Monday, April 13, 2009

Spirituality vs. Religion

I feel that I should clarify something right off the bat so as not to offend anyone who might read this: the title of the post isn't meant to say that spirituality and religion are somehow opposed to one another, as in one sports team versus another. Rather, that to me they are two separate entities and can either exist together, separately or not at all.

Religion, as defined by Webster's dictionary:
1 a: the state of a religious religion> b (1): the service and worship of God or the supernatural(2): commitment or devotion to religious faith or observance2: a personal set or institutionalized system of religious attitudes, beliefs, and practices3archaic : scrupulous conformity : conscientiousness4: a cause, principle, or system of beliefs held to with ardor and faith
Spirituality, again, by Webster's:1 : something that in ecclesiastical law belongs to the church or to a cleric as such2 : clergy3 : sensitivity or attachment to religious values4 : the quality or state of being spiritual
This time of year seems to be one that reminds people of both their spirituality as well as their religion: for Christian's it's Easter and the resurrection of Christ. For Jews it's Passover. Pagans and Earth Centered the Vernal Equinox. I don't want to appear to be excluding the Muslims, who, as I understand it, follow the lunar calendar for holidays so are on a different schedule and don't have a "set" time of year for theirs.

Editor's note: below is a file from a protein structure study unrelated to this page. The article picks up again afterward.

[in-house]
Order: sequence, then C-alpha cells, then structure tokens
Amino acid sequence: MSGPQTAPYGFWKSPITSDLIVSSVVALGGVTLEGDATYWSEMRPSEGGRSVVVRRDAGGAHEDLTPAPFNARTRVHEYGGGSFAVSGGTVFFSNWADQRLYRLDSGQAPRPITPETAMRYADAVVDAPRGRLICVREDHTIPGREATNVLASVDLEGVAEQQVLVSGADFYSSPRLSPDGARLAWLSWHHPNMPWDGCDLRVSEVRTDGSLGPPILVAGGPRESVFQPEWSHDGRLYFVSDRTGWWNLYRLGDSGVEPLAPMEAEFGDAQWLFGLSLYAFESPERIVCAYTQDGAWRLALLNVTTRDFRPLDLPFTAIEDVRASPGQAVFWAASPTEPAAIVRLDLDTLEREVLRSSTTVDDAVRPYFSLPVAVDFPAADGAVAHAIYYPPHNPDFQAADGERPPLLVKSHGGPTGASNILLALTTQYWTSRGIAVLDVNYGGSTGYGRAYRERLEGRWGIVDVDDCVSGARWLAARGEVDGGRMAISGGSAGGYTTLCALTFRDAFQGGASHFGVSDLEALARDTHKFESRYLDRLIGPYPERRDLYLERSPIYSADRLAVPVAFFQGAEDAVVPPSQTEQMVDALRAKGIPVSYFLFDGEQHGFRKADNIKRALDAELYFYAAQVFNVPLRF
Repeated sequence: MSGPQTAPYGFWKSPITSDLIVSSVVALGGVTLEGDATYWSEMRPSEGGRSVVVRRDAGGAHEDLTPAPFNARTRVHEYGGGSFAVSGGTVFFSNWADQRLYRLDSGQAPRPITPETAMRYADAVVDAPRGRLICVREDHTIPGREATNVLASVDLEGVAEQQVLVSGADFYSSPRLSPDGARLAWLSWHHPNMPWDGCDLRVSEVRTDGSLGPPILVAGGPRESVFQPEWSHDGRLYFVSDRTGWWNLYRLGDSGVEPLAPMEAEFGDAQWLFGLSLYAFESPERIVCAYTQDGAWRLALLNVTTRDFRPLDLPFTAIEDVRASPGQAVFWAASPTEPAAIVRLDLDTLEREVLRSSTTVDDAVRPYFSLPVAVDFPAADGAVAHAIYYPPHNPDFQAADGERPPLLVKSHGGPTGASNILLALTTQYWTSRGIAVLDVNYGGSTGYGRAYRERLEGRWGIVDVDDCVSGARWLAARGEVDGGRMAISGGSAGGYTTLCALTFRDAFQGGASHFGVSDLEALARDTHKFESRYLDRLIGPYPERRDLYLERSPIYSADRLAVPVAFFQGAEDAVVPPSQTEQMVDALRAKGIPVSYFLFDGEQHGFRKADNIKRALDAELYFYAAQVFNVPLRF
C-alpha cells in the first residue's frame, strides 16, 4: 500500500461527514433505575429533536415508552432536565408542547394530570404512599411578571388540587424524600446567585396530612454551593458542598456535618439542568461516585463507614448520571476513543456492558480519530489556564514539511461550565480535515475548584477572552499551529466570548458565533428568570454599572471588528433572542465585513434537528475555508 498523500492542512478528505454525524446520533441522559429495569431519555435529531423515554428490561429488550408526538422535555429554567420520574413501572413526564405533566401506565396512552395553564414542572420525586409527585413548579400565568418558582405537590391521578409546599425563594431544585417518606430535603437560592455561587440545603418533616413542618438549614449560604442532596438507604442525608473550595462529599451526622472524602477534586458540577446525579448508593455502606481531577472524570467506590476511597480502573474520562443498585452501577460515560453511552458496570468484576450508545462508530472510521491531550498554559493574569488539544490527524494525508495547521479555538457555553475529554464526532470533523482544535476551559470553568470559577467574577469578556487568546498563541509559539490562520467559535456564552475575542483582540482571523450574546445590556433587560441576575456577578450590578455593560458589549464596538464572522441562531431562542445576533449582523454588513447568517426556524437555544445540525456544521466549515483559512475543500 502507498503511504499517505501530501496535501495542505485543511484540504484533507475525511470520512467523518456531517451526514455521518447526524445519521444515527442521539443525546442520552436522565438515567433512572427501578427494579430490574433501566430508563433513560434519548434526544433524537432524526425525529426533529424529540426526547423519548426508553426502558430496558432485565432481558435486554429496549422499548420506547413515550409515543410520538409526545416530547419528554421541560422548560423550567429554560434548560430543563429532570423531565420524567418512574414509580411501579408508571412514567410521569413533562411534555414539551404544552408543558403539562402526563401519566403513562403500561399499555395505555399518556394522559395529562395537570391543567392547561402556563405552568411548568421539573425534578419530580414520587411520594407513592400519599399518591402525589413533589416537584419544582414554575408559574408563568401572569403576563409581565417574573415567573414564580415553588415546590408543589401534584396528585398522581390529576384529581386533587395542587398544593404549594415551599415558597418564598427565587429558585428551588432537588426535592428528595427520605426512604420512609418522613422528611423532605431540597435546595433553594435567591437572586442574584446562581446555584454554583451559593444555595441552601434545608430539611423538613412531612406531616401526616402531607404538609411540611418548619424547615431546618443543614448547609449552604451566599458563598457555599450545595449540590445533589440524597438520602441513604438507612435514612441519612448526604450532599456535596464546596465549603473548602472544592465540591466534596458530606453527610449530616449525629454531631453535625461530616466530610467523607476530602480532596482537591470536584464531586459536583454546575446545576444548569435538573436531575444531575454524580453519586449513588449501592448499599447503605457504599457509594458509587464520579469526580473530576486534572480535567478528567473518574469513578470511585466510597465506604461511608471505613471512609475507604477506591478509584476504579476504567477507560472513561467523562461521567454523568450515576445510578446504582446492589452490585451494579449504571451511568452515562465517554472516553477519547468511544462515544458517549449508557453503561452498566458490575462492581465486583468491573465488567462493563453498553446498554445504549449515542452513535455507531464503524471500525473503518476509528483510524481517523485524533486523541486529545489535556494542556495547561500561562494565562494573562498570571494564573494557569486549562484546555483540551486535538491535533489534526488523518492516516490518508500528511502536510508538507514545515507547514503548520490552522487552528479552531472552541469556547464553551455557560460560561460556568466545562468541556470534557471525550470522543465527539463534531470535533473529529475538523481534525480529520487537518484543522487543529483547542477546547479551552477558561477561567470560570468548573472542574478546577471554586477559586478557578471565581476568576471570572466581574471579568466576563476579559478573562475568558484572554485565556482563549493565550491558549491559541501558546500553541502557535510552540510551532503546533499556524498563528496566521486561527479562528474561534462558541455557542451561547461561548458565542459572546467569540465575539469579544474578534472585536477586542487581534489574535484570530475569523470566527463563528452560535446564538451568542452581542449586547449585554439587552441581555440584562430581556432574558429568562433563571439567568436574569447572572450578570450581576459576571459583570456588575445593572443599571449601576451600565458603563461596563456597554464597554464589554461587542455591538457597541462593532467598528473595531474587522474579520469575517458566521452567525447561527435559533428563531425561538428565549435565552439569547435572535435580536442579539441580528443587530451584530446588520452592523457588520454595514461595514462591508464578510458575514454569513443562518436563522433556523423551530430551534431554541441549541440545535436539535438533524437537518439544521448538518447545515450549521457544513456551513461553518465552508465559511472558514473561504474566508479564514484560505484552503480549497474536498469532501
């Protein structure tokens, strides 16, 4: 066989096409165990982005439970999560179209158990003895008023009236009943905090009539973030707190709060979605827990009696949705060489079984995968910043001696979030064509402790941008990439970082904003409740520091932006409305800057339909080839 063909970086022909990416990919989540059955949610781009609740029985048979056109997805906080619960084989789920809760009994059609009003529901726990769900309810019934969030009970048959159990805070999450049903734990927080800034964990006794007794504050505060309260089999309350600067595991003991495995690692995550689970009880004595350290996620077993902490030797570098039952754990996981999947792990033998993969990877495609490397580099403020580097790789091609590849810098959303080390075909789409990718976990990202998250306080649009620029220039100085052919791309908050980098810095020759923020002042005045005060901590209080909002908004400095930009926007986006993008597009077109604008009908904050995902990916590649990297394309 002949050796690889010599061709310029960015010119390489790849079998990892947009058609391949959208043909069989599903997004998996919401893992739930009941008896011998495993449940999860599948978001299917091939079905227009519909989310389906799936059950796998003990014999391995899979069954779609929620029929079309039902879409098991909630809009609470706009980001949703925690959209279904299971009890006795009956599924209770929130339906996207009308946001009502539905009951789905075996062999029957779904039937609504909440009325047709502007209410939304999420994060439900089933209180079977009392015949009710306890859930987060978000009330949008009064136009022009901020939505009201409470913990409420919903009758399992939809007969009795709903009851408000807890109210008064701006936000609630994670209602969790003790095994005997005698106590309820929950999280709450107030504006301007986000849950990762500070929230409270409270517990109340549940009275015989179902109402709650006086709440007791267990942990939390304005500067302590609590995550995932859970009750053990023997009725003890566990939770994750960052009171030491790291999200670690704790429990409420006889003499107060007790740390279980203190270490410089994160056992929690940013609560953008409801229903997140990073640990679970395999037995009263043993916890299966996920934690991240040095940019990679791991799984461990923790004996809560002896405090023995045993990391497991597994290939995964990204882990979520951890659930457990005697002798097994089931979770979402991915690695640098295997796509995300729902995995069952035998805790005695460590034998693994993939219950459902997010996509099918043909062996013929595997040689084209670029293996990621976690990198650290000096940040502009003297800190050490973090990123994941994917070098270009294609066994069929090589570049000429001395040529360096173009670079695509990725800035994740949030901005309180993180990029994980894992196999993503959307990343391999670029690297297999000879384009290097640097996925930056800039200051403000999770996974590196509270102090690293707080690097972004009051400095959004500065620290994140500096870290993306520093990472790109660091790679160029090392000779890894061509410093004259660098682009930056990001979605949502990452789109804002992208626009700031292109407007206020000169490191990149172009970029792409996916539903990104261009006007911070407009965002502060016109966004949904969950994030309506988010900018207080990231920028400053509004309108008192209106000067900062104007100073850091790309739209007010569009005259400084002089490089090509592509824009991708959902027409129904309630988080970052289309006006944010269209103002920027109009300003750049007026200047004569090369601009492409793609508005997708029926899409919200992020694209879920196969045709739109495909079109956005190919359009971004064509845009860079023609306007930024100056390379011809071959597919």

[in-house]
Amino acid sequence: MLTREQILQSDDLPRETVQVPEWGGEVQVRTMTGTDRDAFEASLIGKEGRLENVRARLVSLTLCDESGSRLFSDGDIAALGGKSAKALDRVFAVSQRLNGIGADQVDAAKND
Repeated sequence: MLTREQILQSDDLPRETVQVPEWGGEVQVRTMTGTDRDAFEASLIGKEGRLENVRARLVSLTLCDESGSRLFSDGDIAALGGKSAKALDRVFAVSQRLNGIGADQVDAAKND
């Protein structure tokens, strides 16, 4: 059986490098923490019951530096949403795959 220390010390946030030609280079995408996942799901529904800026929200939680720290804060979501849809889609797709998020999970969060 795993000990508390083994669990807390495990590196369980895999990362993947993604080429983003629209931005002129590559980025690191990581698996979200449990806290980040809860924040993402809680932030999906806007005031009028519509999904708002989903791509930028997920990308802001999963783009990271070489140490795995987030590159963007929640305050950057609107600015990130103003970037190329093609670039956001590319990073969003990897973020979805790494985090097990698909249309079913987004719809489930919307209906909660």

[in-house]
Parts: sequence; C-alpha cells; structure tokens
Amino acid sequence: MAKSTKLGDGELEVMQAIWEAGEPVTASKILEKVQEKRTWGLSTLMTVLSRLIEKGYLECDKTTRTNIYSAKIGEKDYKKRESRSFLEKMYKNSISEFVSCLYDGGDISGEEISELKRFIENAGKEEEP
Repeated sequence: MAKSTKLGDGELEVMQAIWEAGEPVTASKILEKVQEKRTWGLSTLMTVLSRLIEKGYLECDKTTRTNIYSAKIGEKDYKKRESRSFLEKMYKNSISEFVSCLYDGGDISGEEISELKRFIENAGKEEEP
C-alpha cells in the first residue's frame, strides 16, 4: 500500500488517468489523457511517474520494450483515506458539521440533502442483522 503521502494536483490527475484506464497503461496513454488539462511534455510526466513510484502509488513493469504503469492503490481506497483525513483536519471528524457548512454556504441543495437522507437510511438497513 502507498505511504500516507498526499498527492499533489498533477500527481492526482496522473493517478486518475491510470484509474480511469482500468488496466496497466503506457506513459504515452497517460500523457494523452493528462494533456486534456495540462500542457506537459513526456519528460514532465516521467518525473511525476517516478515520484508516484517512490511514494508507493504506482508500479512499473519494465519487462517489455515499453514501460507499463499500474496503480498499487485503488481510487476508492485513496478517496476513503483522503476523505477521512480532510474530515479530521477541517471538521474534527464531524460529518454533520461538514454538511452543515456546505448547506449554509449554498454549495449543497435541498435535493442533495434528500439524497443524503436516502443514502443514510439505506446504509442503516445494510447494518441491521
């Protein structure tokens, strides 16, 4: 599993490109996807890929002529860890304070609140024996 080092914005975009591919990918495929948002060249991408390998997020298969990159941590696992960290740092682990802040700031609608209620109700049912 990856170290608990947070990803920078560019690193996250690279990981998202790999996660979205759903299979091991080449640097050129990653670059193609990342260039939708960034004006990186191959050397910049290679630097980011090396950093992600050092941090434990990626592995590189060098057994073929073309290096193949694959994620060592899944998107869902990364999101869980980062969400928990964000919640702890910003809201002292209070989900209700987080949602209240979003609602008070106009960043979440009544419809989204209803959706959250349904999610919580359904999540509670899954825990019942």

All in all, this is a very powerful time of year for many of the major spiritual practices. People come out in droves for church services to celebrate. There is also a large secular component to the holiday, as we have seemed to do for every religious holiday, with the Easter Bunny, egg hunts and gifts.It's a time to appreciate the arrival of spring, or what passes for spring in New England, anyway. It's all part of the celebration.

Last week there was the intersection of 3 major days: Good Friday/Easter Sunday, Passover as well as the full moon. Regardless of what philosophy you follow that's some powerful energy. Although I am a card-carrying UU and have been a member of the local church for 10+ years, right now I don't feel like I need to do the group worship thing. I'm very content to sit on my zafu each day, take care of myself, my family, friends, pets and my small yard to the best of my ability, trying to do things with kindness and mindfulness. This may not seem like a true spiritual practice to most people, and it certainly doesn't qualify as "religion" by Webster's definition, but it is what satisfies my craving for spirituality. And I guess that is the most important thing.

1 comment:

Tina said...

Well done Kim, well done!